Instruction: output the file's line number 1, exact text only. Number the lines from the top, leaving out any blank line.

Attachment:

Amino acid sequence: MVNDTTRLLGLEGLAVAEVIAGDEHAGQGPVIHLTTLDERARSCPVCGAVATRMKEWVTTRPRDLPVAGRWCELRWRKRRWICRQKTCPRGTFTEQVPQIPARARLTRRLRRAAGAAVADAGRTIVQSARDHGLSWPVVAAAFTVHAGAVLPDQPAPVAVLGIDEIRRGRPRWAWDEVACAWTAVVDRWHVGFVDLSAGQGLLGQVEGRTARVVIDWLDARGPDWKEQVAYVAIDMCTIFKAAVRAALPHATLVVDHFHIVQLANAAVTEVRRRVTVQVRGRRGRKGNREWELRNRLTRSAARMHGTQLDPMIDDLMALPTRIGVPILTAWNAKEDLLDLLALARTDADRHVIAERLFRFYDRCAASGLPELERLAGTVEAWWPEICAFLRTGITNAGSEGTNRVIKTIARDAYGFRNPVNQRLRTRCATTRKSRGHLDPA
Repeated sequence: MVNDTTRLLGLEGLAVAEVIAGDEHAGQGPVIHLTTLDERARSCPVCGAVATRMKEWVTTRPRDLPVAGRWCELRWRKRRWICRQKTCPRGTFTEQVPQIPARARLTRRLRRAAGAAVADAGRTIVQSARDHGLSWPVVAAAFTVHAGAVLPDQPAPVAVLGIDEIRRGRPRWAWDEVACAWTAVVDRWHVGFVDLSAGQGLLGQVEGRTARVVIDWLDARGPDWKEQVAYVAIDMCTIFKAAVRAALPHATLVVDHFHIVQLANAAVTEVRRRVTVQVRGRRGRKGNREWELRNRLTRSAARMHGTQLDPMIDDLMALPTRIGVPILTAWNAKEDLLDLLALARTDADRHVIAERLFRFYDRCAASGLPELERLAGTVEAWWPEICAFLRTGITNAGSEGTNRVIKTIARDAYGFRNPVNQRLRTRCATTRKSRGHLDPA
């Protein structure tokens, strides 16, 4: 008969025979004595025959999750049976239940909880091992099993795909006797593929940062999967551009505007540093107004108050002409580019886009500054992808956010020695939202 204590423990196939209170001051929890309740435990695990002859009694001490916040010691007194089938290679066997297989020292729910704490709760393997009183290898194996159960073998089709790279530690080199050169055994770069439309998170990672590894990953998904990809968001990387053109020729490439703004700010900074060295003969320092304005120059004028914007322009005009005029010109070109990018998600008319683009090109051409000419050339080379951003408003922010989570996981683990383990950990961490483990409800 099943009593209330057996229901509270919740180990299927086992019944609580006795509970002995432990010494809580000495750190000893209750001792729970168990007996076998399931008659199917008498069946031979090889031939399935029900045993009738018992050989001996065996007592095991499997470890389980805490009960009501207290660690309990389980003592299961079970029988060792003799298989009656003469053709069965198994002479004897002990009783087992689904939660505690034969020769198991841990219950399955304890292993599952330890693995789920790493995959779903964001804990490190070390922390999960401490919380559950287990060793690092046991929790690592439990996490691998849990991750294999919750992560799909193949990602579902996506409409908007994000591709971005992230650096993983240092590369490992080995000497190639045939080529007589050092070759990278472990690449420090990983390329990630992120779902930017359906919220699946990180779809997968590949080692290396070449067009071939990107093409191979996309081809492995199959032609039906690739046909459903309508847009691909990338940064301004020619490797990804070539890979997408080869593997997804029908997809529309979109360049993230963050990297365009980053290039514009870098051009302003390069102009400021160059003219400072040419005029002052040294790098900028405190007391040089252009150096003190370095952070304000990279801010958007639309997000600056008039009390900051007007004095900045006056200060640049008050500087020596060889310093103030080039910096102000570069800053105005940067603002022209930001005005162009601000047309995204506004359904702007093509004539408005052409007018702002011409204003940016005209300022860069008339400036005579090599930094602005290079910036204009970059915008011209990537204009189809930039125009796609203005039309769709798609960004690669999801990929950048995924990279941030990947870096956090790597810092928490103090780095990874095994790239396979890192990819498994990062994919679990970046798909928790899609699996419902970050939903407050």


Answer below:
Amino acid sequence: MVNDTTRLLGLEGLAVAEVIAGDEHAGQGPVIHLTTLDERARSCPVCGAVATRMKEWVTTRPRDLPVAGRWCELRWRKRRWICRQKTCPRGTFTEQVPQIPARARLTRRLRRAAGAAVADAGRTIVQSARDHGLSWPVVAAAFTVHAGAVLPDQPAPVAVLGIDEIRRGRPRWAWDEVACAWTAVVDRWHVGFVDLSAGQGLLGQVEGRTARVVIDWLDARGPDWKEQVAYVAIDMCTIFKAAVRAALPHATLVVDHFHIVQLANAAVTEVRRRVTVQVRGRRGRKGNREWELRNRLTRSAARMHGTQLDPMIDDLMALPTRIGVPILTAWNAKEDLLDLLALARTDADRHVIAERLFRFYDRCAASGLPELERLAGTVEAWWPEICAFLRTGITNAGSEGTNRVIKTIARDAYGFRNPVNQRLRTRCATTRKSRGHLDPA